From the beach on Vashon Island, where Gardner spends much of his summers, not far from Seattle, he drove me to the island’s town. His Lexus was cluttered with debris: a crushed soda can, a tattered magazine put out by a local pollster, an old plastic cup from McDonald’s, a torn T-shirt, sunglasses missing a lens. Wearing a gray fleece, he led me into a simple restaurant with rustic décor. Full cheeks and green eyes impish, he chatted with the waitress and tried to start conversations with the people at tables around us. “You’re not having dessert?” he asked a young couple immersed in each other. Almost everyone seemed to recognize him, and almost everyone was friendly ”” he’d been the state’s most popular governor in recent decades. But it wasn’t always clear how interested they were in talking. The young couple gazed back at him, perplexed. It was 14 years since he’d been in office.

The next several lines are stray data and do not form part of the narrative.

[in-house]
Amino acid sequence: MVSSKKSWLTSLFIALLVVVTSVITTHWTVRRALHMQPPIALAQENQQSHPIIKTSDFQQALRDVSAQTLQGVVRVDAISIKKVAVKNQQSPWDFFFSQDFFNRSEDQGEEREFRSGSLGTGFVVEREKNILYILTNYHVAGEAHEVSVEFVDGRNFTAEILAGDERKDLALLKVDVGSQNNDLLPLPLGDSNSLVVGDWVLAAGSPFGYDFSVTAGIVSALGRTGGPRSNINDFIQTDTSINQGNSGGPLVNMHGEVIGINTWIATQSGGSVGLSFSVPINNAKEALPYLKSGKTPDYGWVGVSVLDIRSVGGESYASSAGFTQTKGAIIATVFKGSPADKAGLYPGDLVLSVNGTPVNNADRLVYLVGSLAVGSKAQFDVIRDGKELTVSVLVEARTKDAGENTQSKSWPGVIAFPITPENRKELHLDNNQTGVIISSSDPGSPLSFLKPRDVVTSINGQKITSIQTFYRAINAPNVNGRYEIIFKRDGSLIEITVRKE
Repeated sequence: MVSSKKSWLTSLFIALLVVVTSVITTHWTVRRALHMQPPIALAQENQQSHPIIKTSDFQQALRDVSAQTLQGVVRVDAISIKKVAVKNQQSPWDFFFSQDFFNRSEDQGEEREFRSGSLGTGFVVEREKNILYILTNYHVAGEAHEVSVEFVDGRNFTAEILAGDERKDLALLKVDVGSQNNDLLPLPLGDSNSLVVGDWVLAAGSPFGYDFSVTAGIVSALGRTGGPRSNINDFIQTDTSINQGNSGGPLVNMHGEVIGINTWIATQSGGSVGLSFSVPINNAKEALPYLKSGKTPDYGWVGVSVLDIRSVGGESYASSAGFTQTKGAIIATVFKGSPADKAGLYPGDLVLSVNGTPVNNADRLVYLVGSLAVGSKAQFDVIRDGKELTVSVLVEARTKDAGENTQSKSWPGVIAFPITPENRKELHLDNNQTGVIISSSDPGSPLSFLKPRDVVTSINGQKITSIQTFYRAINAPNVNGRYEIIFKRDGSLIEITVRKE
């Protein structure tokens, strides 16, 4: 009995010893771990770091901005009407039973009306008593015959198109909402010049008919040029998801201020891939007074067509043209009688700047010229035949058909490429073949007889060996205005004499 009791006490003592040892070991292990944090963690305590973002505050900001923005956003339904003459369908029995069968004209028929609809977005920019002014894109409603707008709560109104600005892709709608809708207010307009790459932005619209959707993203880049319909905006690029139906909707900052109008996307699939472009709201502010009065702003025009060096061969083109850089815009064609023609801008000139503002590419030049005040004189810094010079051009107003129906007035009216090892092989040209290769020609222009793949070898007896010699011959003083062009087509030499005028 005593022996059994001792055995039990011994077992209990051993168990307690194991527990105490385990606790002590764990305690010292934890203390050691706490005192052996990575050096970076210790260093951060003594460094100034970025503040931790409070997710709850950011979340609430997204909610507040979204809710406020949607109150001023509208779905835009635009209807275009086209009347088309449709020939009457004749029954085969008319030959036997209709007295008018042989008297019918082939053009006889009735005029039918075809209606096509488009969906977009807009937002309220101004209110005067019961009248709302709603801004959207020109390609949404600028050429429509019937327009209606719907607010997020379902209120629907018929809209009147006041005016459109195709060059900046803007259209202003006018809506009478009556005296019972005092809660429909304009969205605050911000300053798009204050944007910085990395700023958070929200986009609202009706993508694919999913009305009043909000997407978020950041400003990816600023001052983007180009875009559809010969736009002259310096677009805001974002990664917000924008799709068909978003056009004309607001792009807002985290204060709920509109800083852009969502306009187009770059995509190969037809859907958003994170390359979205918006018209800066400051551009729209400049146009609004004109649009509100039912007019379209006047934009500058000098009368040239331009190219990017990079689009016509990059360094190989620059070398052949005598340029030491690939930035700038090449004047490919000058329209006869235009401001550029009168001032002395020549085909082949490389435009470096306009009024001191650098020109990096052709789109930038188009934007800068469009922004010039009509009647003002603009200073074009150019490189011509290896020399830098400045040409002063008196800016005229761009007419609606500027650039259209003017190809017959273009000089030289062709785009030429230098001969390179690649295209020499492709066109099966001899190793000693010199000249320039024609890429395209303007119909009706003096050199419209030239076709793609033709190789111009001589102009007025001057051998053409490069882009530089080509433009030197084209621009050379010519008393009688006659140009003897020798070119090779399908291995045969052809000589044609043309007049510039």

“Why do this?” he asked, turning from the other tables toward me. “I want to be involved in public life. I was looking for an issue, and this one fell in my lap. One advantage I have in this thing is that people like me. The other” ”” his leprechaun eyes lost their glint; his fleshy cheeks seemed to harden, his lips to thin, his face to reshape itself almost into a square ”” “is that my logic is impeccable. My life, my death, my control.”

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Posted in * Culture-Watch, Health & Medicine, Law & Legal Issues, Life Ethics

April Deconick: Gospel Truth